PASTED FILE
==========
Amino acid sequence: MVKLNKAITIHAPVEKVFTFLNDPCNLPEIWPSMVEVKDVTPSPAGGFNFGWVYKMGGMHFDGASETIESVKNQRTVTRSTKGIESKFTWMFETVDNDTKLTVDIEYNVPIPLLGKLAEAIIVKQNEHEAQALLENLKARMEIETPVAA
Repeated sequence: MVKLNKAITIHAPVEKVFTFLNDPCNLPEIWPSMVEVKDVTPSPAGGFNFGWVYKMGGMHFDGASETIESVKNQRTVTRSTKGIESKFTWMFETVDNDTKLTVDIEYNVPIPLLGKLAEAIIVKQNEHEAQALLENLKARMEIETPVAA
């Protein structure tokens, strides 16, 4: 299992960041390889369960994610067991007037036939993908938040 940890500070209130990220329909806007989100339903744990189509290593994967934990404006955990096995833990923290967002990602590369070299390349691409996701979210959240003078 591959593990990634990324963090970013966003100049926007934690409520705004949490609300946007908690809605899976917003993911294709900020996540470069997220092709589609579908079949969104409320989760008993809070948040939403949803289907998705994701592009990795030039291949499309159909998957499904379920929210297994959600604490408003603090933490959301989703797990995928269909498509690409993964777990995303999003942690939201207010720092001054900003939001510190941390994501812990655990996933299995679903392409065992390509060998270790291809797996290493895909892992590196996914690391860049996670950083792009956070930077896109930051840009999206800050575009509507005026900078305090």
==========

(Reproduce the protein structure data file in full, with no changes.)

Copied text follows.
Amino acid sequence: MVKLNKAITIHAPVEKVFTFLNDPCNLPEIWPSMVEVKDVTPSPAGGFNFGWVYKMGGMHFDGASETIESVKNQRTVTRSTKGIESKFTWMFETVDNDTKLTVDIEYNVPIPLLGKLAEAIIVKQNEHEAQALLENLKARMEIETPVAA
Repeated sequence: MVKLNKAITIHAPVEKVFTFLNDPCNLPEIWPSMVEVKDVTPSPAGGFNFGWVYKMGGMHFDGASETIESVKNQRTVTRSTKGIESKFTWMFETVDNDTKLTVDIEYNVPIPLLGKLAEAIIVKQNEHEAQALLENLKARMEIETPVAA
């Protein structure tokens, strides 16, 4: 299992960041390889369960994610067991007037036939993908938040 940890500070209130990220329909806007989100339903744990189509290593994967934990404006955990096995833990923290967002990602590369070299390349691409996701979210959240003078 591959593990990634990324963090970013966003100049926007934690409520705004949490609300946007908690809605899976917003993911294709900020996540470069997220092709589609579908079949969104409320989760008993809070948040939403949803289907998705994701592009990795030039291949499309159909998957499904379920929210297994959600604490408003603090933490959301989703797990995928269909498509690409993964777990995303999003942690939201207010720092001054900003939001510190941390994501812990655990996933299995679903392409065992390509060998270790291809797996290493895909892992590196996914690391860049996670950083792009956070930077896109930051840009999206800050575009509507005026900078305090």